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Ukraine is evacuating its soldiers from Mariupol. More than 260 soldiers have been evacuated from the Asovstal steel plant in an ongoing operation. Many of them wounded, they have been resisting a Russian attack that has lasted 82 days and left the city in ruins.
Formula makers are ramping up US supplies. In response to a major baby formula shortage in the US, Reckitt Benckiser said it would increase production by 30%, while Nestlé plans to fly in extra formula from the Netherlands and Switzerland.
Turkey threatened to block Nato expansion. Turkish president Recep Tayyip Erdogan said he would veto Finland and Sweden’s bids to join the defence alliance, citing the countries’ support of Kurdish militants.
China is facing a summer of extreme flooding. The country’s National Climate Center forecasts that floods could be as bad as last year, when hundreds died during a rainy season made worse by climate change.
Sri Lanka could be on its last day of petrol. President Ranil Wickremesinghe, who took over a country in crisis last week, said the next months will be the most difficult of his peoples’ lives.
Five more years. That’s the amount of time Jamie Dimon always seems to have left as CEO of US bank titan JPMorgan Chase. Today, JPMorgan shareholders will vote on whether they think Dimon deserves the $52.6 million retention award he got last July.
As CEO pay continues to reach new heights, so does investor opposition to big compensation hikes. Dimon will likely keep the money regardless, but the vote will show how investors feel about the award. Two key advisory firms have already recommended that shareholders vote no on the package, citing a lack of performance requirements for vesting. The last time the advisers opposed a vote, support for JPMorgan payouts shriveled.
Maybe Dimon—Wall Street’s longest-serving CEO and possibly America’s most tolerable banker—can win shareholders over with some biscuits in little pink boxes?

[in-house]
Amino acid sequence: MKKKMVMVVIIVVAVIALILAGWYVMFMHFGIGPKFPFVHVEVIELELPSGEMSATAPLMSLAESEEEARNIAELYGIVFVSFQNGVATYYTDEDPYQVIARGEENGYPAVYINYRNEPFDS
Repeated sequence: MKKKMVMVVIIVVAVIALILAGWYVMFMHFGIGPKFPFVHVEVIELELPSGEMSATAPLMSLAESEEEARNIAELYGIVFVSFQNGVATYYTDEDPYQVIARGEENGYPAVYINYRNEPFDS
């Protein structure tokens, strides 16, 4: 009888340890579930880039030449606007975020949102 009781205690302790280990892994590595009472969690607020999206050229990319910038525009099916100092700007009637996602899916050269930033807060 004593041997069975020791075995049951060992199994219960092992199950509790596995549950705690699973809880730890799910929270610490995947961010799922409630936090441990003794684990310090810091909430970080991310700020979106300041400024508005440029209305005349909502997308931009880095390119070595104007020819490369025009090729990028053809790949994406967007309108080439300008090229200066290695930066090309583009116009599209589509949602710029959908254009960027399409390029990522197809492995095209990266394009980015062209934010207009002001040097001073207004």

Francis Suarez, the mayor of Miami, Florida, has thrown his full endorsement behind a CityCoin-branded cryptocurrency for his municipality: MiamiCoin.
But over the last nine months, MiamiCoin has lost nearly all of its value. Its rapid descent has burned investors on the way down, muting the dreams of Miami’s city leaders, and possibly raising red flags for regulators now investigating cryptocurrency transactions.
Quartz reporters Scott Nover and Camille Squires found that while MiamiCoin has made money for the city—about $5.25 million—it hasn’t proved very useful for much else.
In a first for underwear, the US Food and Drug Administration cleared latex panties to protect against sexual diseases during oral sex. The single-use, vanilla-flavored undergarments are just the latest in a boom in underwear innovation.
The lingerie space as a whole is enjoying a surge in investment. Venture capital-backed underwear brands raised $457 million in the last year alone—the highest in five years.
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Wrinkle the duck is nothing to quack at. The feathery participant in the Long Island Marathon ran one kilometer in just over 18 minutes.
As the pandemic ballooned, Marvel zoomed. The studio virtually produced a TV show and box-office hit during covid, with some directors and editors never meeting in person.
Batteries can run on light and water. Researchers created an algae-powered battery that is both renewable and reliable.
Chocolate-free chocolate hit the markets. A UK-based company made the alternative, ethically-conscious sweet from fermented barley and carob.
The replacement rate for most countries is 2.1 children per couple. 🎧 But why is it 2.1? And who came up with the indicator in the first place? Double your knowledge of this demographic concept (and then some) in the latest episode of the Quartz Obsession podcast.
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